P&GJ: How did your experiences as a wrestler and police officer provide the knowledge you’re passing on to others?
Big Bully: In the police academies I taught use of force and defensive tactics, which fit into the wrestling. The wrestling doesn’t hurt. Social media keeps old geezers like me alive. Guys get a chuckle going on YouTube and watching some of the Big Bully Busick matches. That’s helped open doors and enabled me to communicate with my fellow workers.
Like wrestlers, the guys in the oil and gas field know if they’re injured or don’t have their health, they can’t work. So it’s vitally important from that aspect that they take care of themselves, just like if you’re a wrestler or a police officer.
P&GJ: Are younger workers more prone to accidents than older workers?
Big Bully: No. When the new guys come in, they’re indoctrinated through orientations and can adapt to the safety culture easier than some of the older workers who have the attitude that “this is the way we used to do things.”
P&GJ: How did you get involved with pro wrestling?
Big Bully: I was a fan ever since I was a little kid in Steubenville, OH, not far from Pittsburgh. My sports hero was Bruno Sammartino. I was trained by a wrestler named Mike Paidiousis and had my first match for the WWWF (Worldwide Wrestling Federation, which became the WWF in 1979 and now WWE) in May 1978 in the Pittsburgh Civic Arena.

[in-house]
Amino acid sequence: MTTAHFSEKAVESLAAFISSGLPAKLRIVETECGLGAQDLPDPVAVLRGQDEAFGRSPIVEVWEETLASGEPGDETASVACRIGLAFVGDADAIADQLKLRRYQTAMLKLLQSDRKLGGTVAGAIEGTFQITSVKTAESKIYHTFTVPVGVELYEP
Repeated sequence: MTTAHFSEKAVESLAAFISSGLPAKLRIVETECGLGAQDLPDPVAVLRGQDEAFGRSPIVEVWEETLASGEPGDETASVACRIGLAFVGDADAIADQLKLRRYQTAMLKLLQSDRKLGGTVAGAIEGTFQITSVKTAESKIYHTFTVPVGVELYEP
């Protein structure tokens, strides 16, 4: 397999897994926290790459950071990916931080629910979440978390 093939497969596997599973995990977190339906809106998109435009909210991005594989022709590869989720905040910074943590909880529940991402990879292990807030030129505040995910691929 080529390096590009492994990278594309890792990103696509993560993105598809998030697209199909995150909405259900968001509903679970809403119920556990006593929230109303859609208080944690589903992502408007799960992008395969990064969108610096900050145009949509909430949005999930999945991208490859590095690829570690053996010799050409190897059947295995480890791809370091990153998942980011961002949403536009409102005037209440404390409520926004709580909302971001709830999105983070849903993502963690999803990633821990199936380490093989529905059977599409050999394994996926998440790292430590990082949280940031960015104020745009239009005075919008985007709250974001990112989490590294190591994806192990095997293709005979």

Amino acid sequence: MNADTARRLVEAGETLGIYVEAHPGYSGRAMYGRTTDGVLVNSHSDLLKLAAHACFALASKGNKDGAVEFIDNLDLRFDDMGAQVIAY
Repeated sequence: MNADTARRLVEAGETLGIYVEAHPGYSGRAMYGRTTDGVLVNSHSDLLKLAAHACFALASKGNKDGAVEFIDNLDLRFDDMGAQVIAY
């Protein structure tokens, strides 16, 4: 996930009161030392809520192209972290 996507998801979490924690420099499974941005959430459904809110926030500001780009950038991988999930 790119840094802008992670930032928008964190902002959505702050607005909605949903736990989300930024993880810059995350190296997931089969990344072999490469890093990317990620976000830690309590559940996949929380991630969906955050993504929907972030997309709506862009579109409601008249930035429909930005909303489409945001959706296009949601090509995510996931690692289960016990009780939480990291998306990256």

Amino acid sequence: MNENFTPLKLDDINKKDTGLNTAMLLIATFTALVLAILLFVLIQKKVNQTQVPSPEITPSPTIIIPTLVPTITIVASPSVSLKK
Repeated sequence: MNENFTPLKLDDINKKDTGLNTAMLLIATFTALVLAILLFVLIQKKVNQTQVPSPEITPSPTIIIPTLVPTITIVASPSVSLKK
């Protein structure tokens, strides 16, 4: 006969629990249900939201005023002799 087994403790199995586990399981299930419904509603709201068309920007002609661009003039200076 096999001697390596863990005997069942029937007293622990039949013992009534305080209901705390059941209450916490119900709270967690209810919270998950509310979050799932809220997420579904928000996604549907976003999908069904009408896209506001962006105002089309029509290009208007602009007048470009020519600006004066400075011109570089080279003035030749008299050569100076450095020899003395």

I always used the wrestling as my side income as I worked in law enforcement training for 10 years in Weirton and College Park, GA where I took another police officer job in 1984.
I got to meet so many wonderful people. In the beginning of my career to go into the locker room and see Dominick DeNucci, Ken Patera, Jimmy Valiant, Abdullah, Bruiser Brody, and to wrestle these guys – I don’t know if I can say the right words.
My matches with Jerry “Crusher” Blackwell were what gave me my big push which got me into the WWF. Guys like him and Abdullah, Brody and Mr. Wrestling II really schooled me.
P&GJ: When did you become “Big Bully” Busick?